Weird error on Kernel when using get_global_id(0)

Hello,

I’m trying to print to a buffer the work thread ID. To accomplish that, I’ve implemented the itoa, I adapted this version:

http://en.wikipedia.org/wiki/Itoa

It works perfectly for any kind of integer declared or hard-coded, except when I do:

int idx = get_global_id(0)

itoa(idx,idx_str);

When I do that, it crashes on enqueReadBuffer with error -5, and I can’t figure out what is the problem, because -5 do not match neither of:

CL_INVALID_COMMAND_QUEUE

CL_INVALID_CONTEXT

CL_INVALID_MEM_OBJECT

CL_INVALID_VALUE

CL_INVALID_EVENT_WAIT_LIST

CL_MEM_OBJECT_ALLOCATION_FAILURE

CL_OUT_OF_HOST_MEMORY

I thought that could be overflow or something like that, but I’ve tried with a 999999999999999 and it overflows the int but the itoa didn’t crash, only printed a overflowed number.

Any hint?

Thank you

Hard to say what the error might be without access to the actual kernel, but I can at least help you with the error value. All errors are listed in cl.h, which should be supplied with the OpenCL installation. Here you can find

#define CL_OUT_OF_RESOURCES						 -5

A way to translate for error codes to human-readable strings can be found at

http://forums.nvidia.com/index.php?s=&…st&p=945293

get_global_id returns a size_t. You might try an explicit cast.

thank you for your help guys, it looks that something went the loop to not finish. I’ve solved the problem, but I don’t know why its solved:P

I made one change in itoa() func:

Originally:

if (sign < 0)

	   s[i++] = '-';

	s[i] = '

if (sign < 0)

   s[i++] = '-';

s[i] = '\0';
';

After I only change the code to make the same thing but in another way:

if (sign < 0) {

	   s[i] = '-';

	   s[i+1] = '

if (sign < 0) {

   s[i] = '-';

   s[i+1] = '\0';

}else

  s[i] = '\0';
';

	}else

	  s[i] = '

if (sign < 0) {

   s[i] = '-';

   s[i+1] = '\0';

}else

  s[i] = '\0';
';

And it works…

Thank you

Hmm, are you sure you need i++ in first code, not ++i?

Yes I’m sure, because before this i++, ‘i’ was incremented, so if it wasn’t negative, its ready to receive the ‘\0’. But the change that I did, do exactly the same that the previous code, but works… It’s OK for now:P

Cound it be that in s[i++]="-" i was incremented first and only then s was assigned.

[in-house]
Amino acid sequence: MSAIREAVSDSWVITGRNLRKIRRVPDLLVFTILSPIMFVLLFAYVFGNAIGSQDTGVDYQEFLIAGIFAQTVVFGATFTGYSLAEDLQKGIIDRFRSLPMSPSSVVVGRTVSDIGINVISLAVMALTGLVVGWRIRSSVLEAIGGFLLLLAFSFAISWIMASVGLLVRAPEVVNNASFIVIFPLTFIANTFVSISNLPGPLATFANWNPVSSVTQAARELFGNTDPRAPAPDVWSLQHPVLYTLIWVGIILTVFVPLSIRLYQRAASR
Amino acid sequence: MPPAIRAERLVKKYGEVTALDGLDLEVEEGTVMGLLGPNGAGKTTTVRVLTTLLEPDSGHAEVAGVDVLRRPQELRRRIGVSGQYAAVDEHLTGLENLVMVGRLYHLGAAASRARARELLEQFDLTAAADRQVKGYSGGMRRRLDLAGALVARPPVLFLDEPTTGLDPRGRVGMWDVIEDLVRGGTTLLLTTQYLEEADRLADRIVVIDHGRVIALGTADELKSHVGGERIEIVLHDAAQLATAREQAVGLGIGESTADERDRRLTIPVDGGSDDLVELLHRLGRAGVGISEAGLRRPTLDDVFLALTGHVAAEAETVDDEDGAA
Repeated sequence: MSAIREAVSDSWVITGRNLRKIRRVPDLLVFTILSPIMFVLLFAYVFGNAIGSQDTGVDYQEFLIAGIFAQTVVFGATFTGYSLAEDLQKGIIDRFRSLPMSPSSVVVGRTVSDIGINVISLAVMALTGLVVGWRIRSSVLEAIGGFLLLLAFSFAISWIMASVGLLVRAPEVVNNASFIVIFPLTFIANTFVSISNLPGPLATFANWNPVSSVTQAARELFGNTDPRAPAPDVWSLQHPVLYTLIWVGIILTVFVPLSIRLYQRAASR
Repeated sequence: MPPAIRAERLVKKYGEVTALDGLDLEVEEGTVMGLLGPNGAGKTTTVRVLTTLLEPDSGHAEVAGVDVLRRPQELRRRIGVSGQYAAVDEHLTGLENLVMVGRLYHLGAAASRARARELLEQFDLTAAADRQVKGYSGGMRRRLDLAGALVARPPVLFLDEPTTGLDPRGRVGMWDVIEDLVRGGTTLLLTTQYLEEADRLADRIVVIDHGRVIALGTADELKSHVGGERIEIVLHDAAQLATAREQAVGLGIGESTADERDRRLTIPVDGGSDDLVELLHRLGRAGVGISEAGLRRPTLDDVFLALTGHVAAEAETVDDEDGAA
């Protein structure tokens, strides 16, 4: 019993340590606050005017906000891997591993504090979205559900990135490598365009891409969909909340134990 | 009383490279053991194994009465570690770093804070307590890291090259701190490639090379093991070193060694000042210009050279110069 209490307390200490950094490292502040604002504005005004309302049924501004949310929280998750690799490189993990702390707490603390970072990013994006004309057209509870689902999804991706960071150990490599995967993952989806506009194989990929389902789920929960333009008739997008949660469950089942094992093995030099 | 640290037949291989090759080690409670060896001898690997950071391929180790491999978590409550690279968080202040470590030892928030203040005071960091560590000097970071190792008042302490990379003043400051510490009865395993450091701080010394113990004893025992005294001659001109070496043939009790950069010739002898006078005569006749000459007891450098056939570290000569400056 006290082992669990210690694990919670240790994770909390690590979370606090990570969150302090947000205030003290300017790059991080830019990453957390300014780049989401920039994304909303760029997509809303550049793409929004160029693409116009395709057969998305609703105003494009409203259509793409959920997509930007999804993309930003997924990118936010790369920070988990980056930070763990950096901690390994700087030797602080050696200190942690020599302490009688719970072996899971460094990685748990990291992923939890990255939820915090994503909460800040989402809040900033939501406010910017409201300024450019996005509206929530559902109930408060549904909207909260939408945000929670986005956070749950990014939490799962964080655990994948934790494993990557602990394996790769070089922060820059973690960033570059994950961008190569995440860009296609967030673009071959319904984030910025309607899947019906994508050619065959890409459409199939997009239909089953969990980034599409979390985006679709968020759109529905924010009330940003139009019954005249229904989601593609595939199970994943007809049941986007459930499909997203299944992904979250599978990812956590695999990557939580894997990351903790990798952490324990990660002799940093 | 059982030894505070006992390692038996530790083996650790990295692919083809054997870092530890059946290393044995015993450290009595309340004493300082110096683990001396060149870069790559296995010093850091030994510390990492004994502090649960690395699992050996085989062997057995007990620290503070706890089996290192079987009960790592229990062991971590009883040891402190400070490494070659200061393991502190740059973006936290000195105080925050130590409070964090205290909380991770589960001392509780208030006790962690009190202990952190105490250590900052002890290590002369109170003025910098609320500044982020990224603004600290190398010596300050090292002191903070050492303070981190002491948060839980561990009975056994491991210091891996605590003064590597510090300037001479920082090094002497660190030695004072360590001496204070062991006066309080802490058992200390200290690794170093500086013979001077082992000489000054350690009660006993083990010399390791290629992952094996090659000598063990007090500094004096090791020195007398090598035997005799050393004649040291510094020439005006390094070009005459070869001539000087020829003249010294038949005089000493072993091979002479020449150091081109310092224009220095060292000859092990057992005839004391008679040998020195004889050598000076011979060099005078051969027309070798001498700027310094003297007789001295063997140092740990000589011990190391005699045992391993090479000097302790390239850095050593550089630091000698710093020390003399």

a=++i;
and
a=i++;

is there any differency?

It could be a bug in compiler, that need to be reported. Or c++ misunderstanding in wiki article. Something of this two.

first is “increment i, then assign it to a”

second is “assign i to a, then increment i”

i++ and ++i are quite different operators semantically, they have different precedence values and associativity. See http://en.wikipedia.org/wiki/Operators_in_…ator_precedence

The fun thing is that those differences don’t matter in many cases. This leads to subtle errors every once in a while, that’s C++ for you ;)

vandop’s two code snippets should be equivalent in C++. In s[i++] = a, the incrementation of i should be the last thing that happens.

vandop

Do you use value of i later?
Your codes are not equivalent, second example does not change i.

I know that is not equivalent, but for this case they are, because I don’t use ‘i’ anymore.

But take a look, if you copy paste wiki code and run it on CPU code or even in GPU code, but without passing get_global_id() size_t as parameter, it works well… The error its very very weird, as I said, I’ve tried to overflow the number manually and the itoa always worked, but when I started to call itoa(get_local_id(0)) it simply crashes… returning a OUT_OF_RESOURCES, what I thought that was a infinite loop somewhere… or an invalid access to an array position… don’t know, the run time error check does not help very much too:P

I tried everything, convert_to_int() and traditional casts…but nothing worked…